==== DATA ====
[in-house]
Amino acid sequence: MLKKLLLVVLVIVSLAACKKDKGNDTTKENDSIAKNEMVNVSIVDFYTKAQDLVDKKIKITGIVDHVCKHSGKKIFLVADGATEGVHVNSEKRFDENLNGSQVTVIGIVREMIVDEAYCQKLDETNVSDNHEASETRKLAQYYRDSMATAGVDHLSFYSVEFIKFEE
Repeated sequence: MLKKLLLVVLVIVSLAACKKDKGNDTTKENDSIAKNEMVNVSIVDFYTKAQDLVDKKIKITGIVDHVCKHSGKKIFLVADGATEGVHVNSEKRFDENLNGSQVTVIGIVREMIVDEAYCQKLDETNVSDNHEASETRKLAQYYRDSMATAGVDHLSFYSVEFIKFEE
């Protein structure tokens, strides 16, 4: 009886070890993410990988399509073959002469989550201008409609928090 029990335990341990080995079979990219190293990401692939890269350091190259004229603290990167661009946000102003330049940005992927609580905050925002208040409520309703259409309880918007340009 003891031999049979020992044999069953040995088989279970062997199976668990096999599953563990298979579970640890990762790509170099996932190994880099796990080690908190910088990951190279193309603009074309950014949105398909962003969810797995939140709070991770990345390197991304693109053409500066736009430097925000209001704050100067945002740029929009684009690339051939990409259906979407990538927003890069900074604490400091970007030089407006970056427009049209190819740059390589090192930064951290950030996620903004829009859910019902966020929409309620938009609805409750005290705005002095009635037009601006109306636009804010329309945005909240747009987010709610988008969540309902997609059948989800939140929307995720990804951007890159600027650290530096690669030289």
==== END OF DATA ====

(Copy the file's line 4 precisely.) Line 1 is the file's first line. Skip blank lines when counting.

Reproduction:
């Protein structure tokens, strides 16, 4: 009886070890993410990988399509073959002469989550201008409609928090 029990335990341990080995079979990219190293990401692939890269350091190259004229603290990167661009946000102003330049940005992927609580905050925002208040409520309703259409309880918007340009 003891031999049979020992044999069953040995088989279970062997199976668990096999599953563990298979579970640890990762790509170099996932190994880099796990080690908190910088990951190279193309603009074309950014949105398909962003969810797995939140709070991770990345390197991304693109053409500066736009430097925000209001704050100067945002740029929009684009690339051939990409259906979407990538927003890069900074604490400091970007030089407006970056427009049209190819740059390589090192930064951290950030996620903004829009859910019902966020929409309620938009609805409750005290705005002095009635037009601006109306636009804010329309945005909240747009987010709610988008969540309902997609059948989800939140929307995720990804951007890159600027650290530096690669030289």